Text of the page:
Some administrators saw the treasure in Holbrook. None spoke for us. I believe that Mr. Lawrence had no idea what was happening there. He probably didn’t really care which school closed, as long as several hundred thousand dollars could be cut.

Anyone involved in education would tell you that the war can’t be won by changing what works well. So, to answer my original question as to what closing Holbrook proves? It proves the board is ignorant about running an elementary school. It proves the board is blind to what happens on their campuses. It proves administrators are mute when it comes to supporting the Mt. Diablo school district community. It proves the board and administrators are deaf to the voices of one Concord community. I bet we all expect better.

Carol Wallis
Teacher, Mt. Diablo Unified Schools”

Do you think the board was aware of all of these programs and accomplishments when it voted to close Holbrook?

JUNE 7 UPDATE: I asked Wallis who the school’s Warren Eukel Award winner and Teacher of the Year nominee were. She responded that Stephen Slater won the Warren Eukel award she was the Teacher of the Year nominee in 2008.

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  • Doctor J

    Sorry, I had her mixed up with Mary Bacon. So many consultants, its hard to keep them straight.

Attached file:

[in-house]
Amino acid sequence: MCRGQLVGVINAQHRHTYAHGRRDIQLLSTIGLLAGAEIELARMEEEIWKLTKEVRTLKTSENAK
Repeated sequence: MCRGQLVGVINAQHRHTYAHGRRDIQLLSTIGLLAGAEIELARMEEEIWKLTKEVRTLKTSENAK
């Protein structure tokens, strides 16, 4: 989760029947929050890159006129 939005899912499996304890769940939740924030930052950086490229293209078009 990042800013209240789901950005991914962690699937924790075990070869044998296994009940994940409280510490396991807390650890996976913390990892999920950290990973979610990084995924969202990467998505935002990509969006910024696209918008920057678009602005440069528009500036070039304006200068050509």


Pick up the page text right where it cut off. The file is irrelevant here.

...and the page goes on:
• Theresa Harrington

    Another MDUSD Mom: I also remember a discussion about Lawrence taking on the duties of the Assistant Superintendent for Secondary instruction, based on his previous experience. This was part of the rationale for eliminating the position, as I recall.
    However, after SASS was formed, a director of secondary instruction position was created. So, it seems that Lawrence has not been tasked with carrying out those duties.

  • Doctor J

    @Another MDUSD Mom #50: If my recollection is correct, I believe that after Lawrence was hired, but before his arrivial, the Board said he had “secondary experience” and could take over Alan’s job — well that never really happened, as Lawrence proposed soon after he arrived that C&I be elimintated and that Rose Lock become the Assistant Supt over SASS, with a Secondary director, Denise Rugani and an elementary director Susan Peterson [which previously had been an Assistant Supt [Rose Lock]. What is really interesting is that Denise Rugani got a walnut paneled massive office reserved for Asst Supt’s and Sue Peterson got a Wing C small junky office — no walnut paneling — but she is hardly ever there anyways.

  • 4Students

    I clearly recall Supt Lawrence was going to present a high school plan in April, that was two months ago. In the meantime Cheryl and Sherry organized the strategic plan and perhaps Lawrence is waiting for that to be finalized. Perhaps the high school plan will be incorporated in the strategic plan discussion tonight, that can be viewed only by those in the room, or perhaps Lawrence will explain in one of his biweekly newsletters. Did high school graduation rates improve this year?